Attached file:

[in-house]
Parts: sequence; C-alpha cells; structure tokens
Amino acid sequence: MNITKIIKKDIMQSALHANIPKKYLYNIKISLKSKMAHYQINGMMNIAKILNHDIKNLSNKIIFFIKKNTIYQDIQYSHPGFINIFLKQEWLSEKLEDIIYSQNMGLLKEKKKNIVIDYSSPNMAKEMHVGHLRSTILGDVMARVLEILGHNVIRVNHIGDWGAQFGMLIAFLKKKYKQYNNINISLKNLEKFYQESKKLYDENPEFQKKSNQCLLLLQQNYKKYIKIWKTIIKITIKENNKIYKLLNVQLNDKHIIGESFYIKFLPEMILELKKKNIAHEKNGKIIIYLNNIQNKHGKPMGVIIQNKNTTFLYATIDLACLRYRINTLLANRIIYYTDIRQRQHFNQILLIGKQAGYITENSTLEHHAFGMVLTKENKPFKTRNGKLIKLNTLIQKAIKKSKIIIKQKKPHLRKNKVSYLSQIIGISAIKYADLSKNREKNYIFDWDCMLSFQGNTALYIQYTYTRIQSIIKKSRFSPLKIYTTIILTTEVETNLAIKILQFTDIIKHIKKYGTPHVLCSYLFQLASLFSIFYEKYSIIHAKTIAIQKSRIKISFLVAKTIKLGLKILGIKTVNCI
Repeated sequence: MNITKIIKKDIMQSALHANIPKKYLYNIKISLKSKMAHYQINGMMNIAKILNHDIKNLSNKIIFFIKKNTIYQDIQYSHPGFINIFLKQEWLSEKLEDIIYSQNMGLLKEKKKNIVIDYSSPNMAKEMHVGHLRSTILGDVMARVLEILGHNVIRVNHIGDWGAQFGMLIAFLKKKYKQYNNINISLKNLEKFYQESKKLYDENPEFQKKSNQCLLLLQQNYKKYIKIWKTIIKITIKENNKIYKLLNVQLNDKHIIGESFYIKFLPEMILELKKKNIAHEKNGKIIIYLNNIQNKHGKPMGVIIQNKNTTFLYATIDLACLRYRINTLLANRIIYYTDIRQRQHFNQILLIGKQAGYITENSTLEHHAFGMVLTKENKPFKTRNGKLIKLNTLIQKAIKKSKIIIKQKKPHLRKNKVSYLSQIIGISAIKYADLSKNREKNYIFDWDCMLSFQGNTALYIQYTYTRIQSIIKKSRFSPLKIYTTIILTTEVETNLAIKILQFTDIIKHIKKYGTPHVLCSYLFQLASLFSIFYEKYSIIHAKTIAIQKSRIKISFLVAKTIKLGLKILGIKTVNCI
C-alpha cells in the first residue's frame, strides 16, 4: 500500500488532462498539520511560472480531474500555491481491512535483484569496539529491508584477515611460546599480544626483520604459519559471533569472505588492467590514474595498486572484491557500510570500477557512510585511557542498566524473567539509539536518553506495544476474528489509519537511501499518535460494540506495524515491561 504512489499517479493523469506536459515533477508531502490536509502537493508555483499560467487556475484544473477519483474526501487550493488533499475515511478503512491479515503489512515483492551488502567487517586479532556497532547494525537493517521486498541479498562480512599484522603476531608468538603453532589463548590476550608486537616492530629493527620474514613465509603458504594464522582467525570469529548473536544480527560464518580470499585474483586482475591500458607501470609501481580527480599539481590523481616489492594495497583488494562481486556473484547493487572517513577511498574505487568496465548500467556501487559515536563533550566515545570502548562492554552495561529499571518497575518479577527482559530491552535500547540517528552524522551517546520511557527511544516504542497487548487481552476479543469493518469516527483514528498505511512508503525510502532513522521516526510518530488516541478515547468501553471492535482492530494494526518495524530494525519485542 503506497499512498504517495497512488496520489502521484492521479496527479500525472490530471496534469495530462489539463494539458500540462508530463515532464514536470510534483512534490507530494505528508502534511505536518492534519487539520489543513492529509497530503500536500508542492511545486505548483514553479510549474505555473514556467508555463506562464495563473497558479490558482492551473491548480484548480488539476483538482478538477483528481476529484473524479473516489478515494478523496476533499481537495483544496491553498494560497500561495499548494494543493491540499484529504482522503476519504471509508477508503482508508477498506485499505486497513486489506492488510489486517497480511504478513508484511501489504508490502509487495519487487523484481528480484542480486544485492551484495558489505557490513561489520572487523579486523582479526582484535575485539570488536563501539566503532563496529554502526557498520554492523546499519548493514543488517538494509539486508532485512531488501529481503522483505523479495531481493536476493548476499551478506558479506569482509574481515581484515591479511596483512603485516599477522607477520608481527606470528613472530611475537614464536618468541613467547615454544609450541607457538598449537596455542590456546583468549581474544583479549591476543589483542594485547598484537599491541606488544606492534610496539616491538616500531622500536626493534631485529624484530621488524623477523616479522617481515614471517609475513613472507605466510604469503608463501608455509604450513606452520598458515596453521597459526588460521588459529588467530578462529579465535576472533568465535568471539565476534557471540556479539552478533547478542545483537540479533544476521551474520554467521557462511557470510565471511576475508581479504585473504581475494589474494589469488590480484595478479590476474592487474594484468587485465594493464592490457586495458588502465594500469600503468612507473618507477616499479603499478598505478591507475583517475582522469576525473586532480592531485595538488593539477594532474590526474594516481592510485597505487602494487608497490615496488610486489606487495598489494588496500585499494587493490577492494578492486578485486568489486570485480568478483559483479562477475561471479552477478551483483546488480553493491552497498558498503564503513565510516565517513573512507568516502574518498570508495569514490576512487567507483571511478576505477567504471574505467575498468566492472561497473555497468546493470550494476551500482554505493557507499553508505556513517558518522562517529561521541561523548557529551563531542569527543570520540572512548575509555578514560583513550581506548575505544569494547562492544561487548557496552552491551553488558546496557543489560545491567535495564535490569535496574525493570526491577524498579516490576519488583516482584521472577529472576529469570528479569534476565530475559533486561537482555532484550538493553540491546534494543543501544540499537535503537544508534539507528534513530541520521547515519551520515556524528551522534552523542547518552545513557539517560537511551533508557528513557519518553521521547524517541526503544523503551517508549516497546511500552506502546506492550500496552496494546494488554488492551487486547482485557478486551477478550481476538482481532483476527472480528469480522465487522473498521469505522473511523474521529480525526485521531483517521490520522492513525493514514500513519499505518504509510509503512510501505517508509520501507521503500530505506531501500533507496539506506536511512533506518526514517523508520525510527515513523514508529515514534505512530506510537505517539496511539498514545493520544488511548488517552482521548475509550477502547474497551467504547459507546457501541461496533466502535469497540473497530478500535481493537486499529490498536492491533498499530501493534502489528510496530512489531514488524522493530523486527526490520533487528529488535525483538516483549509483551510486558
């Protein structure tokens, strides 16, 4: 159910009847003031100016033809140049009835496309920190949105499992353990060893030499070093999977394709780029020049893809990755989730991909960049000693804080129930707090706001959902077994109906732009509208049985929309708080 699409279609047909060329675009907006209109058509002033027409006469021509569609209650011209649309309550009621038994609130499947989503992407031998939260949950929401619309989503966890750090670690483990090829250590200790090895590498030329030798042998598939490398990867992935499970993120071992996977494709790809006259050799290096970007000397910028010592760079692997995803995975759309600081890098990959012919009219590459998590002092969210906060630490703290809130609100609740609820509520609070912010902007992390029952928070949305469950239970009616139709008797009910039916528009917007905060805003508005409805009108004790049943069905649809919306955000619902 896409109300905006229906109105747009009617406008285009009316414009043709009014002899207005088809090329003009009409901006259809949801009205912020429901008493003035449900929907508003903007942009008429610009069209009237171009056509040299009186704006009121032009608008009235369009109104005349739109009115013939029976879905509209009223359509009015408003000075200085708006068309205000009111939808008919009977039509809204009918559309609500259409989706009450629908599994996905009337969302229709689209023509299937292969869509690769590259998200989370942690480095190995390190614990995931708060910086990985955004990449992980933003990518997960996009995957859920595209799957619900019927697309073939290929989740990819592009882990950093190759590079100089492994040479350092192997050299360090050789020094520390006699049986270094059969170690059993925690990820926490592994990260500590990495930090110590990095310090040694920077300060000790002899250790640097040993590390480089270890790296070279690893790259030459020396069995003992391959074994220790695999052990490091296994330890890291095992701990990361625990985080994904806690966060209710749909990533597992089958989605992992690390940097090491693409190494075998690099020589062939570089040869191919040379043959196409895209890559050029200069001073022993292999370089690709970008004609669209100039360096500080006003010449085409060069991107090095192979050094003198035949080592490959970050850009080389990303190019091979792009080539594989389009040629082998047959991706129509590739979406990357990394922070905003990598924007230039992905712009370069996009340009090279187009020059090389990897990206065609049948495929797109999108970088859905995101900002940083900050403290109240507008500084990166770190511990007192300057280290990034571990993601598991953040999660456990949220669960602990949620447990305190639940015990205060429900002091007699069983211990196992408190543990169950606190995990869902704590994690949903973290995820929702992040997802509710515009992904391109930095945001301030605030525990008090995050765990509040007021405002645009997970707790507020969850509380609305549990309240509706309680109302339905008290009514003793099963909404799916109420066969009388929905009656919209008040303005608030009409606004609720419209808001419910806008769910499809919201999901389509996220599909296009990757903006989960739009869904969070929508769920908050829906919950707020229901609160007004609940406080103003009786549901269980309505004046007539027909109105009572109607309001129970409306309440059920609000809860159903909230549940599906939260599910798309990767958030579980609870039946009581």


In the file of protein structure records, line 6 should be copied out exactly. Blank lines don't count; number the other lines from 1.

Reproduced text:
């Protein structure tokens, strides 16, 4: 159910009847003031100016033809140049009835496309920190949105499992353990060893030499070093999977394709780029020049893809990755989730991909960049000693804080129930707090706001959902077994109906732009509208049985929309708080 699409279609047909060329675009907006209109058509002033027409006469021509569609209650011209649309309550009621038994609130499947989503992407031998939260949950929401619309989503966890750090670690483990090829250590200790090895590498030329030798042998598939490398990867992935499970993120071992996977494709790809006259050799290096970007000397910028010592760079692997995803995975759309600081890098990959012919009219590459998590002092969210906060630490703290809130609100609740609820509520609070912010902007992390029952928070949305469950239970009616139709008797009910039916528009917007905060805003508005409805009108004790049943069905649809919306955000619902 896409109300905006229906109105747009009617406008285009009316414009043709009014002899207005088809090329003009009409901006259809949801009205912020429901008493003035449900929907508003903007942009008429610009069209009237171009056509040299009186704006009121032009608008009235369009109104005349739109009115013939029976879905509209009223359509009015408003000075200085708006068309205000009111939808008919009977039509809204009918559309609500259409989706009450629908599994996905009337969302229709689209023509299937292969869509690769590259998200989370942690480095190995390190614990995931708060910086990985955004990449992980933003990518997960996009995957859920595209799957619900019927697309073939290929989740990819592009882990950093190759590079100089492994040479350092192997050299360090050789020094520390006699049986270094059969170690059993925690990820926490592994990260500590990495930090110590990095310090040694920077300060000790002899250790640097040993590390480089270890790296070279690893790259030459020396069995003992391959074994220790695999052990490091296994330890890291095992701990990361625990985080994904806690966060209710749909990533597992089958989605992992690390940097090491693409190494075998690099020589062939570089040869191919040379043959196409895209890559050029200069001073022993292999370089690709970008004609669209100039360096500080006003010449085409060069991107090095192979050094003198035949080592490959970050850009080389990303190019091979792009080539594989389009040629082998047959991706129509590739979406990357990394922070905003990598924007230039992905712009370069996009340009090279187009020059090389990897990206065609049948495929797109999108970088859905995101900002940083900050403290109240507008500084990166770190511990007192300057280290990034571990993601598991953040999660456990949220669960602990949620447990305190639940015990205060429900002091007699069983211990196992408190543990169950606190995990869902704590994690949903973290995820929702992040997802509710515009992904391109930095945001301030605030525990008090995050765990509040007021405002645009997970707790507020969850509380609305549990309240509706309680109302339905008290009514003793099963909404799916109420066969009388929905009656919209008040303005608030009409606004609720419209808001419910806008769910499809919201999901389509996220599909296009990757903006989960739009869904969070929508769920908050829906919950707020229901609160007004609940406080103003009786549901269980309505004046007539027909109105009572109607309001129970409306309440059920609000809860159903909230549940599906939260599910798309990767958030579980609870039946009581």